Fixed Income has been slow to embrace ESG factors

In spite of its increasing popularity, it is perceived that fixed income significantly lags equities in the field of environmental, social and governance (ESG) investing. CAMRADATA’s latest whitepaper focused on ESG in Fixed Income explores why this might be the case and the opportunities that are emerging for sustainable investors.

The whitepaper includes expert insight from guests who attended a virtual roundtable hosted by CAMRADATA in July. Participants included AXA Investment Managers, Federated Hermes, Royal London Asset Management, Barnett Waddingham, Canaccord Genuity, Pension Insurance Corporation and River and Mercantile Solutions.

Analysis last year by the financial research firm Morningstar found that global funds labelled as “sustainable” accounted for $1.8 trillion (€1.6 trillion) of assets as of mid-2019 – but fixed income strategies made up only one fifth of these.

When it comes to integrating sustainability, traditional fixed income markets have often been referred to as the “neglected child”. However sustainable investing, for example in the context of identifying downside risk, is just as important for fixed income investors as equity investors.

Sean Thompson, Managing Director, CAMRADATA said, “Fixed income approaches may have been slower to embed sustainability considerations in part because of the differences between the bond and equity markets – and the methods for integrating sustainability in equity portfolios cannot simply be transferred across to fixed income.

“Nevertheless, evidence is growing that the integration of ESG can create alpha in corporate bond markets and can even outperform non-sustainable investments. Our panel shared their insight and considered what the future might hold for ESG investors looking at fixed income strategies.”

Key discussion points included whether there is enough ESG fixed income products available to sustainable investors, the risks for investors and how managers scrutinise these risks; followed by a discussion on the challenges facing different sectors including the automotive, packaging and energy sectors.

The panel also considered the nature of bondholder engagement, before ending with a discussion about the growing category of green bonds – which all managers felt required closer inspection.

Key takeaway points were:

  • On the question of whether there are enough ESG fixed income products, panel responses included, “by quantity, yes; but by variety, no” and “there is not enough maturity. The further you go out, the less there is, which is partly a reflection of the market.”
  • Another panellist said that generally there are enough ESG-integrated fixed income funds, but highlighted they have experienced difficulties sourcing products with add-ons, such as the exclusion of fossil fuels for university endowment clients.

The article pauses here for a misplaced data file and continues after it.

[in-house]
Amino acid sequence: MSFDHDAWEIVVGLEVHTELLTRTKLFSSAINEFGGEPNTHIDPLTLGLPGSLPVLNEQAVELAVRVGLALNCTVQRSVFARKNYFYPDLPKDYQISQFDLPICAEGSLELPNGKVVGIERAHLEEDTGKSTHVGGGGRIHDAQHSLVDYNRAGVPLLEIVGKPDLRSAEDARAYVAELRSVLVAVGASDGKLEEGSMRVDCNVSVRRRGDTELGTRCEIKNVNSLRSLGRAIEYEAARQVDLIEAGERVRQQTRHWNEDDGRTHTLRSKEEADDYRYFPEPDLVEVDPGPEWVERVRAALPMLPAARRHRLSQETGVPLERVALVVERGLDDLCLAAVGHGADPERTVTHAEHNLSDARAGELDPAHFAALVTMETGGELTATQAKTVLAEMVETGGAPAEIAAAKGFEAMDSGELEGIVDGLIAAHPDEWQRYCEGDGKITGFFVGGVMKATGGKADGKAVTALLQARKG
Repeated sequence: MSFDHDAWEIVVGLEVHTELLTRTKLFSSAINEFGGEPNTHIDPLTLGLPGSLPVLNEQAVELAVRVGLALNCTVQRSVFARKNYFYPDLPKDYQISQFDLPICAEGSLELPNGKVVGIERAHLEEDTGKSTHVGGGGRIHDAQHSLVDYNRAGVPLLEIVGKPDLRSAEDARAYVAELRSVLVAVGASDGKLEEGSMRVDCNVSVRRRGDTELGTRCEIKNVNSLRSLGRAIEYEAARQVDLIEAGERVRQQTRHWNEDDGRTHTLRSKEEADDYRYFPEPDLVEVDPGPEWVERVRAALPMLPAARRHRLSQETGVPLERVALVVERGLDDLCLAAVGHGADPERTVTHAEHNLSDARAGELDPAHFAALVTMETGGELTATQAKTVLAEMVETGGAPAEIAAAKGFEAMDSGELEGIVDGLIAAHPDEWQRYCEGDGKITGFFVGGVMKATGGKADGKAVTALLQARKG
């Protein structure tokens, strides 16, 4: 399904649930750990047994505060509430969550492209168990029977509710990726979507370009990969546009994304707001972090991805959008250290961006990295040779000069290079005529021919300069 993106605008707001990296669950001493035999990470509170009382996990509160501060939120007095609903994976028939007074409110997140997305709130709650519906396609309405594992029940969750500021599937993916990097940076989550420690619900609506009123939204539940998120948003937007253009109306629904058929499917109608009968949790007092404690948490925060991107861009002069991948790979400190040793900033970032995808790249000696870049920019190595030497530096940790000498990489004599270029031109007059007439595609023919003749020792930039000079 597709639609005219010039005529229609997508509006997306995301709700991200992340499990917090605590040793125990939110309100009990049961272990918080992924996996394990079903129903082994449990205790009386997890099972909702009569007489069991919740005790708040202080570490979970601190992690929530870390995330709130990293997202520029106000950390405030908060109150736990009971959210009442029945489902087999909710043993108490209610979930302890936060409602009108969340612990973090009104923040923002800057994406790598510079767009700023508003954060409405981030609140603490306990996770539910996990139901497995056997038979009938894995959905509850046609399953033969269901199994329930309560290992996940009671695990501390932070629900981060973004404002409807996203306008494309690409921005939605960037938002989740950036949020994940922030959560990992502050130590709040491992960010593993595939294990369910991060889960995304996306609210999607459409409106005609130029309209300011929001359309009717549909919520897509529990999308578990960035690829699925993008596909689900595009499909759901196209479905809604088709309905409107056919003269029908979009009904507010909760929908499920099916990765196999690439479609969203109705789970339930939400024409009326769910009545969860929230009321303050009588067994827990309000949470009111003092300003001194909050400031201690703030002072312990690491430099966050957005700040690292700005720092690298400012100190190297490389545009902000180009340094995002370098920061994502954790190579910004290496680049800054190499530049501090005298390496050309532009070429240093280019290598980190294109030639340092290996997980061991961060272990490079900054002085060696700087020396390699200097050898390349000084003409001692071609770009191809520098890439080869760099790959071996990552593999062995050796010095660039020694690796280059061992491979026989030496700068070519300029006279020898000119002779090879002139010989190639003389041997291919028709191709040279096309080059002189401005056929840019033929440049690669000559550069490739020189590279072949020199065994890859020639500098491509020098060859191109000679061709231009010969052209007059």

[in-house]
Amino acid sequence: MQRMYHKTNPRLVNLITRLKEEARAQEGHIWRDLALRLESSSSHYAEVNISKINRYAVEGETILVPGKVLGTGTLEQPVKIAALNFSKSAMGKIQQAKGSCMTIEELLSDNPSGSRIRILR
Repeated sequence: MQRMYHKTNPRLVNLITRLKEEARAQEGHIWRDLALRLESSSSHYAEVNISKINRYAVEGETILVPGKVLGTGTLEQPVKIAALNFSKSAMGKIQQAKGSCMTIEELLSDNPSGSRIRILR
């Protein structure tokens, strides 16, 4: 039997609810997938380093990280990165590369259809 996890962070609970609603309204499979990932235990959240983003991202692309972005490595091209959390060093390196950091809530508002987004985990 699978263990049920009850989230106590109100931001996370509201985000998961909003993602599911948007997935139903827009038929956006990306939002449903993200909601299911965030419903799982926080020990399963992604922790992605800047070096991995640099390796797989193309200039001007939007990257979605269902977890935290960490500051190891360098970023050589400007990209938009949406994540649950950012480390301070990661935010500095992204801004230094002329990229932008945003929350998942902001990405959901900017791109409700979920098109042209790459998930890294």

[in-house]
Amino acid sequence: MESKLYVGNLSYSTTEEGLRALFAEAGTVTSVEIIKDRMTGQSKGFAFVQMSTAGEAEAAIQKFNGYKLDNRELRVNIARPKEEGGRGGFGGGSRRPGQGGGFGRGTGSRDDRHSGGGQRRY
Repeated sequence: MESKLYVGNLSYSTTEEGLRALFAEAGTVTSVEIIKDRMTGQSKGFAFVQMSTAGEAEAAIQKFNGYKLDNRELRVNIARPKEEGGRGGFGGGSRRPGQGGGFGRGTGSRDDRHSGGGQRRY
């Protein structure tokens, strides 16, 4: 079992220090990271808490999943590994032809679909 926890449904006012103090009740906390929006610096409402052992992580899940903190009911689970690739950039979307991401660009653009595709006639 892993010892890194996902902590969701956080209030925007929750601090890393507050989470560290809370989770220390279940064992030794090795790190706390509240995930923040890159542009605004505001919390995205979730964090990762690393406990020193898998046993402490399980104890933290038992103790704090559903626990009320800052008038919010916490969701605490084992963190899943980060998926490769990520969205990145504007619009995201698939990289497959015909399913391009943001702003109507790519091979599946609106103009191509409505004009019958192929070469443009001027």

• Managers at the roundtable recognised a lack of issuance at the long end, with one portfolio manager saying, “we struggle to find appropriate long-duration assets.”
  • Another suggested that in the aftermath of COVID there will be more debt issued at the long end: Covid-bonds; transition bonds; social bonds and green bonds.
  • One panellist said that there was a risk of making a false distinction between ESG and credit analysis. They said the former is not an adjunct to the latter, adding they are not hung up on the origin of risk but its discovery. Anything likely to impair expected returns for clients matters.
  • The panel discussed bespoke ESG ratings agencies, with most recognising their limitations. One panellist said that they give an opinion at a point in time, but it was for active management to assess an issuer’s progress.
  • Another described ratings as “backward-looking”, which necessitated engagement by bondholders.
  • It was noted that both insurers and pension funds are going to have to disclose far more on their engagement policies and practices in the future. 
  • One panellist appreciated out-of-sight engagements with follow-ups that suggested a continuity of ESG policy by an asset manager. In contrast they said lengthy engagement reports were often “fluffy” and contained far too much information for clients to absorb.
  • The panel agreed that not all green bonds are the same. But one panellist said they will work with companies that are on the path to sustainable energy, adding that not every enterprise is yet ready to issue green bonds or qualify as an ESG leader.
  • Active management is all about looking beyond the label. In some ways, this is even more important in the fashionable sectors of green bonds, transition bonds and sustainability targets embedded into such debt agreements.
  • The final point was that the wider trend is that bond investors are moving faster than bond issuers towards sustainable capitalism. The new regulations governing DB pension funds’ stewardship of assets – whose effects will be visible this autumn – are just the latest spur.

The whitepaper also features three articles from the sponsors offering valuable additional insight. These are:

  • AXA Investment Managers: ‘How ESG can help build resilience in Buy & Maintain strategies’
  •  Federated Hermes: ‘Developed and emerging markets: spreads split the difference’
  • Royal London Asset Management: ‘ESG integration into credit analysis – time to take off the blinkers’

To download the ESG in Fixed Income whitepaper click here